On a warm, sunny morning at Belmont Park, the theme for thoroughbred and rider centered on recovery. For Belmont Stakes favorite Exaggerator, it was about his remarkable ability to maintain his energy level throughout the grueling Triple Crown. For Hall of Fame jockey Kent Desormeaux, it was about taking a stand in his battle against alcoholism.
He failed Breathalyzer tests at Woodbine, in 2010, and at Belmont, in 2012, according to track stewards, and was fined $2,500 “for riding under the influence of alcohol” last July 29 at Del Mar. Desormeaux can be the most creative and expansive interview subject in racing. But when asked Tuesday about checking into an alcohol rehabilitation program last week at a clinic in Sundance, Utah, he was brief.
“I’ll say this about that,” Desormeaux said. “I think that my brother Keith, my wife [Rosie] and my family have supported me through all the years, and it was my turn to say thank you.”
Keith Desormeaux, Exaggerator’s trainer, put his arm around his younger brother’s neck and smiled. “Clean livin’, boy,” Keith said in his Cajun accent. “Clean livin’.”
Kent Desormeaux spoke about 90 minutes after he breezed the Preakness winner 5 furlongs in 1:00 4/5, according to a Daily Racing Form clocker. It was Exaggerator’s first timed workout since a week before the Kentucky Derby.
The rider said the rangy bay colt felt the same as he did during his 5-furlong move April 30 at Churchill Downs, where he ran second in the Derby behind Nyquist. “Good energy, lots of fluidity,” he said. “He was full of life and full of speed. His recovery came within 20 feet after pulling up. He took a deep breath and acted like he’d just been walking around the barn.”
On Monday afternoon, that’s what he did as Keith Desormeaux accompanied him around Barn 29. The wired Exaggerator was in his usual feisty mood, pulling his trainer along and keeping him on his toes. Sometimes the colt would stop, then take a few stutter-steps as if to amuse himself. Shortly before being returned to his stall for dinner, he reared up and pulled away hard from Desormeaux, who yanked his shank and yelled, “Hey! Hey!” to calm him.
“That’s all I’d need is for him to tear off a shoe,” Desormeaux told Newsday. “He just got new ones today.”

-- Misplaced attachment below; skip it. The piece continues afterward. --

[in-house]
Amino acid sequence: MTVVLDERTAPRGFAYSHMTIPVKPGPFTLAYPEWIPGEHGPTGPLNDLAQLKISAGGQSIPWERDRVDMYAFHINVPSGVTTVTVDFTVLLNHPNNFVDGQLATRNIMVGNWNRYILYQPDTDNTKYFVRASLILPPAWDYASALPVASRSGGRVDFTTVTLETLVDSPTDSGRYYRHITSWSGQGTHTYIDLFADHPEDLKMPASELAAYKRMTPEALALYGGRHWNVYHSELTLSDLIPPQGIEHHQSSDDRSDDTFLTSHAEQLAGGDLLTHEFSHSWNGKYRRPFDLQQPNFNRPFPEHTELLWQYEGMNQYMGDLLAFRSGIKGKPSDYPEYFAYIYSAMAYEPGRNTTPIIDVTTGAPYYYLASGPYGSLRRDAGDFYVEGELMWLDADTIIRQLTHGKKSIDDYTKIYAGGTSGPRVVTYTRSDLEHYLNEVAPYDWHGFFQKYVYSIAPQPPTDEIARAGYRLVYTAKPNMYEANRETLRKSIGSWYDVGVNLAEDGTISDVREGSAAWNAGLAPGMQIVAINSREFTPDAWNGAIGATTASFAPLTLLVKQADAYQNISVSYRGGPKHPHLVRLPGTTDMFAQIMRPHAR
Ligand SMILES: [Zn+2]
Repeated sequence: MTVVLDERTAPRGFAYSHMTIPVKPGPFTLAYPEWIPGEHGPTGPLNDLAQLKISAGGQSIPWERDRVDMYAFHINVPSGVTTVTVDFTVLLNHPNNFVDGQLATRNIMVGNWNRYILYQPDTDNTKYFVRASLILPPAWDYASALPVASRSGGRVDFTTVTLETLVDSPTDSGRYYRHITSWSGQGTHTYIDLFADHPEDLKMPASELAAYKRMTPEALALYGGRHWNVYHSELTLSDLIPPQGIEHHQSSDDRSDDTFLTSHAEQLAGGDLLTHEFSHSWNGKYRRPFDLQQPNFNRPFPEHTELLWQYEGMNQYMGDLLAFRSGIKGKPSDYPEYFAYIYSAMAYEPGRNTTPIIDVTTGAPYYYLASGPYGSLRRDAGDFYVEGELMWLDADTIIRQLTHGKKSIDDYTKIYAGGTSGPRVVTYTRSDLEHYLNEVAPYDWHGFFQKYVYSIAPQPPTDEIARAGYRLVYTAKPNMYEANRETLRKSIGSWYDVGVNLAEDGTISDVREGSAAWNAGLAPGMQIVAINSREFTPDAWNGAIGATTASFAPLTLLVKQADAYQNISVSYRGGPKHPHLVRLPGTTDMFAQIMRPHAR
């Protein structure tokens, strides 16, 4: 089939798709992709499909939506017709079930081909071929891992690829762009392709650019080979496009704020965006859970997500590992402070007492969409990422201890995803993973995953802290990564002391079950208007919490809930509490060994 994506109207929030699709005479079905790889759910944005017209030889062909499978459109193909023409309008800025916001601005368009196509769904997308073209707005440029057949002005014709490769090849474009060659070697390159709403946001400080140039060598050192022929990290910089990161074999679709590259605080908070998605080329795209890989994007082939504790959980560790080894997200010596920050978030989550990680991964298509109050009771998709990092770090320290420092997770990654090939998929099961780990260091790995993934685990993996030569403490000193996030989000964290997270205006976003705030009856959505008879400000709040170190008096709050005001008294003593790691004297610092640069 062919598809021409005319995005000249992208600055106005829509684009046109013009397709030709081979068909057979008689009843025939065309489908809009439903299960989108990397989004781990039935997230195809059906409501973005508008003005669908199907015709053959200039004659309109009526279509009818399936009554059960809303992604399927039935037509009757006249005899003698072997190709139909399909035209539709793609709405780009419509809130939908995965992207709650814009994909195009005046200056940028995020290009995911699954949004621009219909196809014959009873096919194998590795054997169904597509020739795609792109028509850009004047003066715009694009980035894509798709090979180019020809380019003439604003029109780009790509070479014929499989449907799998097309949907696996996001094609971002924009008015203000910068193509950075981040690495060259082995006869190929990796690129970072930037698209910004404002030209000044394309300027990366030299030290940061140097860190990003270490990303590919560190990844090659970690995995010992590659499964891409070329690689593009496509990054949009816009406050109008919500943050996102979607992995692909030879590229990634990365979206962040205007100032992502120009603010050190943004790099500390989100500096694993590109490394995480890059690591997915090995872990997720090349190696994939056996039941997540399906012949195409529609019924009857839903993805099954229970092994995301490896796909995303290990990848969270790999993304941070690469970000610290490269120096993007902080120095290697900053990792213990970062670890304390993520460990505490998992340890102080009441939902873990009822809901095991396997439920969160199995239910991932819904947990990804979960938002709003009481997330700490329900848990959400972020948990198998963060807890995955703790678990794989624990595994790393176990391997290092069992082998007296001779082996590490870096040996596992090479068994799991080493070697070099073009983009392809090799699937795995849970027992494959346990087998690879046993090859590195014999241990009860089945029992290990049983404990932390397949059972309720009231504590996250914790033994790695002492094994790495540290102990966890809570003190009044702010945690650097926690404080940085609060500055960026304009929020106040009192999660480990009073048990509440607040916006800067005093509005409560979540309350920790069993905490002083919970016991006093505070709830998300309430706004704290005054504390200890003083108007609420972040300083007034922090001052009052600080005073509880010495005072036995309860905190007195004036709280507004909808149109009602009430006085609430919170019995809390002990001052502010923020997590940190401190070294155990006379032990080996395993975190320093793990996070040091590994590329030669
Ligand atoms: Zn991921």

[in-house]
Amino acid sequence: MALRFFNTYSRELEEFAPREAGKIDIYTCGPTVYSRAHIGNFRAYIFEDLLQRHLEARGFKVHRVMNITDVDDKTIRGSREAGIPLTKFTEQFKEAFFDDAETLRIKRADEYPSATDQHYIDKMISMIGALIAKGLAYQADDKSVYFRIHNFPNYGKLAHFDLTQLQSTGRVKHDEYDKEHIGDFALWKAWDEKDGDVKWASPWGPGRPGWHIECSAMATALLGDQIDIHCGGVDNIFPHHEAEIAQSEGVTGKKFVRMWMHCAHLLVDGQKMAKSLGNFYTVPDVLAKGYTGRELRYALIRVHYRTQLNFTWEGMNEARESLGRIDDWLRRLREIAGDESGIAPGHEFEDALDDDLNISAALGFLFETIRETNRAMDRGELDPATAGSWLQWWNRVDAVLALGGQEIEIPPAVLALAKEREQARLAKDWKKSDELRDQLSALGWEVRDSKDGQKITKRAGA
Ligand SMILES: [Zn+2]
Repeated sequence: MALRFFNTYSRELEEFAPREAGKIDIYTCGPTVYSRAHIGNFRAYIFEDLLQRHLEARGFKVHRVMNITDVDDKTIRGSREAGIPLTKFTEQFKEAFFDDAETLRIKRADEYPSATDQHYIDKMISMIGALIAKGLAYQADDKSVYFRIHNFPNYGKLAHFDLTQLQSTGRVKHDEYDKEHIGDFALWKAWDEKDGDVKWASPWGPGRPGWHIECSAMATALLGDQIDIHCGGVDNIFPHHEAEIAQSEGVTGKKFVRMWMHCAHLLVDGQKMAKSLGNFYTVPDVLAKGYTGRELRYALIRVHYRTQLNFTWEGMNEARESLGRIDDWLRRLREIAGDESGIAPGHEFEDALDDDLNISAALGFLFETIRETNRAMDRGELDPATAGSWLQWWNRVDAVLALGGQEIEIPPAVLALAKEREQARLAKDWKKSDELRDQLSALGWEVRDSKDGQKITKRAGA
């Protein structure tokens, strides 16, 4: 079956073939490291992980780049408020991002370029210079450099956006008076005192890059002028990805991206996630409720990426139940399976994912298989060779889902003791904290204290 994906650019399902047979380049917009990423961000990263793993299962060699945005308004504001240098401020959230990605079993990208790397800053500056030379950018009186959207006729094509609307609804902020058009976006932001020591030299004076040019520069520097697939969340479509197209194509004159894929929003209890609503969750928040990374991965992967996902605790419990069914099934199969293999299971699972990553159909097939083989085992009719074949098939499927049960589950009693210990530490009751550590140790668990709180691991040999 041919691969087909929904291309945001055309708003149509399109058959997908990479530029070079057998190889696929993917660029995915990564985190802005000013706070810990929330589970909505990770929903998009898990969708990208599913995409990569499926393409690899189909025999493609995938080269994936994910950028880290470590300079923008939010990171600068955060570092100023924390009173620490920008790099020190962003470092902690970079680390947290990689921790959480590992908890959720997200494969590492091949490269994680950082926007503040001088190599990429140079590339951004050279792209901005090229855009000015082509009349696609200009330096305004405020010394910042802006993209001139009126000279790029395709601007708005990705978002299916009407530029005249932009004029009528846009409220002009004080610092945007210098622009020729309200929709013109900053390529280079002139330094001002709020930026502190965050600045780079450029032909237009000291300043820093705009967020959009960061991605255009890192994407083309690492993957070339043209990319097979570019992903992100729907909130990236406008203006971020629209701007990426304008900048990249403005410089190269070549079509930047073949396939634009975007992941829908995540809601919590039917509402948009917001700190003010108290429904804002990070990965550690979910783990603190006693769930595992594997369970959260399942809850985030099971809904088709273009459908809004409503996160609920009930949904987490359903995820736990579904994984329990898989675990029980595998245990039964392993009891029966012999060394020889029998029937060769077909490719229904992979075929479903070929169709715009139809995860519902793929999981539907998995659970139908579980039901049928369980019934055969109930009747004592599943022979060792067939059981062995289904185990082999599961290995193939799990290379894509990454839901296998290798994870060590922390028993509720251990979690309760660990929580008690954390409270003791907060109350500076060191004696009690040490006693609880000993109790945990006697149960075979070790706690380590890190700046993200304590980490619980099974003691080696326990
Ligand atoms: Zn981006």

The wired Exaggerator still had plenty of juice Tuesday and wasn’t tired after exercising.
“The time is of secondary importance,’’ the trainer said. “You want to see him feeling good afterward. You don’t want to see him sweating and bug-eyed after a work, because that would mean he didn’t like the surface. When I got back to the barn, his sweat already had dried up.
“He’s got great ability to recover. He’s very intelligent, very athletic and very sound.’’
Kent Desormeaux is based in Southern California but was a Belmont Park regular for eight years. The surface of its main track often is deeper than anywhere else, and at 1½ miles in circumference it’s the biggest racecourse in North America. This will be his 10th mount in the 1½-mile Belmont, which he won in 2009 on Summer Bird.
“It was an eye opener,” he said of returning to Elmont. “It’s different. It’s Big Sandy, and Exaggerator seemed to enjoy the going. I’m very excited for him, and I’m more thrilled that I’m back here with my brother Keith.”
Both brothers said they were unconcerned about the Belmont’s pace scenario, in which long shot Gettysburg is expected to lead a field without much early speed. “Exaggerator is going to be where I’m comfortable,” Kent said.
A field of 13 is expected to be entered Wednesday at Rockefeller Center, with Exaggerator sure to be a short price, 8-5 or lower. Only he and Lani (fifth in the Preakness, ninth in the Derby) will run in all three classics.
“It’s very rare in this day and age for a horse to handle the Triple Crown so well,” Keith Desormeaux said. “Exaggerator is very intelligent, very athletic, very sound and has the pedigree to get the distance. With all of his attributes, it doesn’t look like this third race will be a problem.”